American/Eclectic — Upscale
Entrées $20 and up
149 Wentworth St.
Dinner (closed Sun.)
Walk around Charleston long enough and you will undoubtedly stumble upon the massive Wentworth Mansion, a brilliant example of Empire style, built in 1886 by a wealthy pyromaniac with a penchant for European detailing, taken over by Scottish Rite Masons, and once reduced to a drab behemoth of an office space by the Atlantic Coast Life Insurance company. It undoubtedly represents some of the finest craftsmanship in the city, a space that I have always admired for its beauty and resiliency.
Through the Tiffany glass, I have admired the garden, the ornate chandeliers, and the intricate joinery in the elaborate trim, but I have never loved the restaurant. A smallish space, stuck out back in the old carriage house, it feels separated and pedestrian compared to the exquisite glory of the main house, even if its transformation spared no expense. The floors still shake your water when a big person walks by.
Perhaps because of its status as an old garage, I always feel a bit underwhelmed by Circa 1886, relegated as it is to a comparatively bland space that denies my desire to sit amongst the beauty of the main house. Maybe I just don't like eating in old garages. But, then, a few nights ago, I stepped into the same space, but the place proved different this time, serving me a meal that bordered on perfection, and I suddenly saw Circa 1886 in a brilliant new light.
When you spend as much time as I do eating and analyzing food, you relish that religious moment when the flavors and the scene come together in such perfect concert, balance, and beauty that you're forced to close your eyes and savor the sublime taste of perfection. Unparalleled wine service — approachable, expert, and unobtrusive — and Chef Marc Collins' perfectly executed dishes have placed Circa 1886 in my pantheon of personal favorites. It's simply capable of some of the finest meals in town.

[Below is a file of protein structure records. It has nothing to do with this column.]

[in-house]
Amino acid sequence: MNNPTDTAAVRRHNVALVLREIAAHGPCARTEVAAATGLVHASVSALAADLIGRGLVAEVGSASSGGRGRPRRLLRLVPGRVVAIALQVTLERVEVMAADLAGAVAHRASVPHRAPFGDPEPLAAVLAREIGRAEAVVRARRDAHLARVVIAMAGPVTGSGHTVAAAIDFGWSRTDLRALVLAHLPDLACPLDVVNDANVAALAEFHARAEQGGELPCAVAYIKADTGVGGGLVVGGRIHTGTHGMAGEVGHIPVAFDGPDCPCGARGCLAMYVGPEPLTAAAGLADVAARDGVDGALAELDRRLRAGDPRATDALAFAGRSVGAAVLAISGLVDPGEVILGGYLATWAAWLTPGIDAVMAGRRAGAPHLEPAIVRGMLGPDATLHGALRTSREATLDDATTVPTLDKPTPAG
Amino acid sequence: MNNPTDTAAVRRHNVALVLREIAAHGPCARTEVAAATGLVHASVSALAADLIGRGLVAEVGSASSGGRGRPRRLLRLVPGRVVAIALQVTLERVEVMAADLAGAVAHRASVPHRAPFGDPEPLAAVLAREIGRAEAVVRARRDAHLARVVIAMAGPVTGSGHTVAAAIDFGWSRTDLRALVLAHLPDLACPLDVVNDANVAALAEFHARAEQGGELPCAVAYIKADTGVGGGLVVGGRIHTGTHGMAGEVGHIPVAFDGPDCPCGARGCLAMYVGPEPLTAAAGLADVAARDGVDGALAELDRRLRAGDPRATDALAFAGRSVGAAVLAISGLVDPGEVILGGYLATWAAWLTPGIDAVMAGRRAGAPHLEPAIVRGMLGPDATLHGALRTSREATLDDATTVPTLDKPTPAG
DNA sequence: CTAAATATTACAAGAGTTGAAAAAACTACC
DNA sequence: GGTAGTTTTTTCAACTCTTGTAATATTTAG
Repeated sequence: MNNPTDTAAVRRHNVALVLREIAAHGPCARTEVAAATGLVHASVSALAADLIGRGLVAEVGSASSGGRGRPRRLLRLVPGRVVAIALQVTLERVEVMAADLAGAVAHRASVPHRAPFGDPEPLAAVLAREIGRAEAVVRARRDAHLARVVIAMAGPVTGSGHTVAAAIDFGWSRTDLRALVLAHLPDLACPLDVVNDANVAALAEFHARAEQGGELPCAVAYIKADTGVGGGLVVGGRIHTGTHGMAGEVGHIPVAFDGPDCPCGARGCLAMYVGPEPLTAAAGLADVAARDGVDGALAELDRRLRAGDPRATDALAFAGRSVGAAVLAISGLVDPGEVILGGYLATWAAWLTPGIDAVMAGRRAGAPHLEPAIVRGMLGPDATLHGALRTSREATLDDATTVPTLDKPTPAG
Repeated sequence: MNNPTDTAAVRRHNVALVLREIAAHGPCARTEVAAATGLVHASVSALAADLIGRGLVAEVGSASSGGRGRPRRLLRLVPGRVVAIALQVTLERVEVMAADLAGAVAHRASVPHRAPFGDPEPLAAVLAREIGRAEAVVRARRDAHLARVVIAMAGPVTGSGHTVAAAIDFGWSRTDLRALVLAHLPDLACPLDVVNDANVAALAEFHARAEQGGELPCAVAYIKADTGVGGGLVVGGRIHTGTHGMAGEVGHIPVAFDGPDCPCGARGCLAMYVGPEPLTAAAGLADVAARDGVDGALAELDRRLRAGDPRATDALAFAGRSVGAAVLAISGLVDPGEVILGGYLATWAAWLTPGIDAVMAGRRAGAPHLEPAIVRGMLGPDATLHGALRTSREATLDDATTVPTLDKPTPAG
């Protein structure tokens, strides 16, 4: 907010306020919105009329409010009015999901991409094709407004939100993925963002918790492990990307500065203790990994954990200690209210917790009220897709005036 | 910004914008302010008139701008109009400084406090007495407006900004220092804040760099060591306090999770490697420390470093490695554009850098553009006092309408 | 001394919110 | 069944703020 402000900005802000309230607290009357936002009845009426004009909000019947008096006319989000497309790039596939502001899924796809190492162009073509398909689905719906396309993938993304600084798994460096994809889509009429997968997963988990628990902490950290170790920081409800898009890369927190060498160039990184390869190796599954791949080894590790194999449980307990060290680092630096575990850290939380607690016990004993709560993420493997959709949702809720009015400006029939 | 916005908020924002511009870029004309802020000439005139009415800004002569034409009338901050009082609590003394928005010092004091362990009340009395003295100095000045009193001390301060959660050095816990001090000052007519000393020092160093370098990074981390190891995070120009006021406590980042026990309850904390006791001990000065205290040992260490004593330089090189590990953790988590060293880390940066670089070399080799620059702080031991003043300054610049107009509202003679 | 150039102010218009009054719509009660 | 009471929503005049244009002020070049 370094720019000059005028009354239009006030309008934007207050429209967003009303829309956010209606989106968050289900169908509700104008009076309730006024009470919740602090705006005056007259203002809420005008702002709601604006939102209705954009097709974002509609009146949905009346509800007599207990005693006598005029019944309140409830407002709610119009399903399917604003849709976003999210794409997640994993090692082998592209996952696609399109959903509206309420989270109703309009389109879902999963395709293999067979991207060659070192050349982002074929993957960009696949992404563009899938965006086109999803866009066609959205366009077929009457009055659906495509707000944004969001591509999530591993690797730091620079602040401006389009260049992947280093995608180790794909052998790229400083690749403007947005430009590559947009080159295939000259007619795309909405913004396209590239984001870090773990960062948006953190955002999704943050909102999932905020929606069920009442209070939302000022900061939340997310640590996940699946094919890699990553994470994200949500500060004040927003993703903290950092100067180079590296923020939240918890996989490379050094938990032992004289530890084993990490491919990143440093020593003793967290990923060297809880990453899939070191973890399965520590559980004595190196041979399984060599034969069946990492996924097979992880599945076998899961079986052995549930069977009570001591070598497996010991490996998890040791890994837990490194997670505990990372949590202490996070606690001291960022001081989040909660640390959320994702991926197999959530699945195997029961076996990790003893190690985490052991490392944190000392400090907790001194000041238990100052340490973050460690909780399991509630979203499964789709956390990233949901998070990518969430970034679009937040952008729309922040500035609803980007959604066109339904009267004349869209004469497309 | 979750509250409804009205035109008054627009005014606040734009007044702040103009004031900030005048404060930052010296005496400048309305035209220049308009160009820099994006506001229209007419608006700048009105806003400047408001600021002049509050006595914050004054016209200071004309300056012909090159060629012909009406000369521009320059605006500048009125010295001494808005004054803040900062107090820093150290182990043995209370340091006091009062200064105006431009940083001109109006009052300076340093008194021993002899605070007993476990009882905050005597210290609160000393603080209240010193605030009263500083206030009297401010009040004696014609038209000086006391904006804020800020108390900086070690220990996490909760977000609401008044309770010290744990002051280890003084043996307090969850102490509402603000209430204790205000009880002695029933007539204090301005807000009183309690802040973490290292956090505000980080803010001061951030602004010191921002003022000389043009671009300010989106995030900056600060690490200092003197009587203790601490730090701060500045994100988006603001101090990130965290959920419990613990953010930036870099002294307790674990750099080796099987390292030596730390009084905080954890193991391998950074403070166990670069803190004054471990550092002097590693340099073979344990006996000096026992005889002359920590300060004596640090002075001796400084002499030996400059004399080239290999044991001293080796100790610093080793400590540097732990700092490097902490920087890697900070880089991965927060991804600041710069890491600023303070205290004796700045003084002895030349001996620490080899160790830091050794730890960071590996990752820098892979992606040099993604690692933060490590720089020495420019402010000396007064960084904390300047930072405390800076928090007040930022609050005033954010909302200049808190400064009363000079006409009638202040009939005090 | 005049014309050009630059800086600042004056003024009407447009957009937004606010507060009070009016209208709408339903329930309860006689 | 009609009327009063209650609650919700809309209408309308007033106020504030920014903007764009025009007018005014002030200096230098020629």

The journey towards that designation begins with the "Carolina Crab Cake Soufflé" ($11) and a wonderful salad called "Coastal Greens" ($7). A beautifully-presented crab cake swims in a mango puree with little chunks of pineapple and fried sweet potato to gild its warm, golden crust. The crab cake possesses a tremendous concentration of flavor, as if the sea had opened up and allowed its very essence to penetrate the tropical accompaniment — a powerful melody of flavors, yet ethereal and incredibly balanced.
The Coastal Greens layers a gaggle of crisp roughage inside a feather-light phyllo basket studded with black sesame. The greens intertwine with a concentrated tomato, almost devoid of moisture, the crisp snap of crosnes (the tubers of the invasive betony plant), and the earthiness of woodland mushrooms. A light dressing brings the dish together without being overassertive.
Cheese courses don't merely consist of a couple slices straight out of the fridge and marked up 400 percent. The cheese at 1886 is made in-house. The Umbriaco, which, if translated to English would simply mean "drunk," features a raw cow's milk cheese with a grapey flavor that's achieved by aging in the lees of an Italian red wine barrel. It comes slightly melted over pine nut pancakes with a pineapple syrup that's been burnished over flame and strewn about the plate, providing sweetness and another tropical note to a menu that plies the latitudes like an early Jimmy Buffett album.
The featured entrées bear this wanderlust out. You could go north for a "Carolina Flounder" ($26) stuffed with lobster mousse and plated alongside truffle brie asparagus en croute and a lemon cream and the "Hunter Spiced Pheasant Breast" ($26) served with smoked maple bourbon syrup and a foie gras butterbean cassoulet, or venture back into the tropics for the "Hearts of Palm" ($21), a vegetarian option with the opulence of a Mercedes. The dish includes a saffron potato mousseline and a vegetarian demi-glace among a "parade of root vegetables."
Over the course of our meal, we were most impressed by the "Lamb Pot Roast" ($27), a substantial haunch of flesh served up in a seasoned cast-iron skillet and topped with a knot of wilted spinach. The braised meat comes on top of a pile of pureed potatoes infused with bay and guarded by whole-roasted shallots which inhabit a moat of jus that teems with the exotic spice of cinnamon pomegranate molasses. The flavors meld into a coherent whole, hard to separate and identify, incredibly assertive but fleeting, rolling across the palate — the gaminess of lamb, the richness of the glace, a smooth cream of potato all playing together in perfect concert.
Dessert's hard to even think about after such a meal, but we stuffed in "A Harvest of Doughnuts" ($9), pumpkin, custard, gingersnap, cider, and cinnamon — it wins awards and certainly deserves them. As does Circa 1886.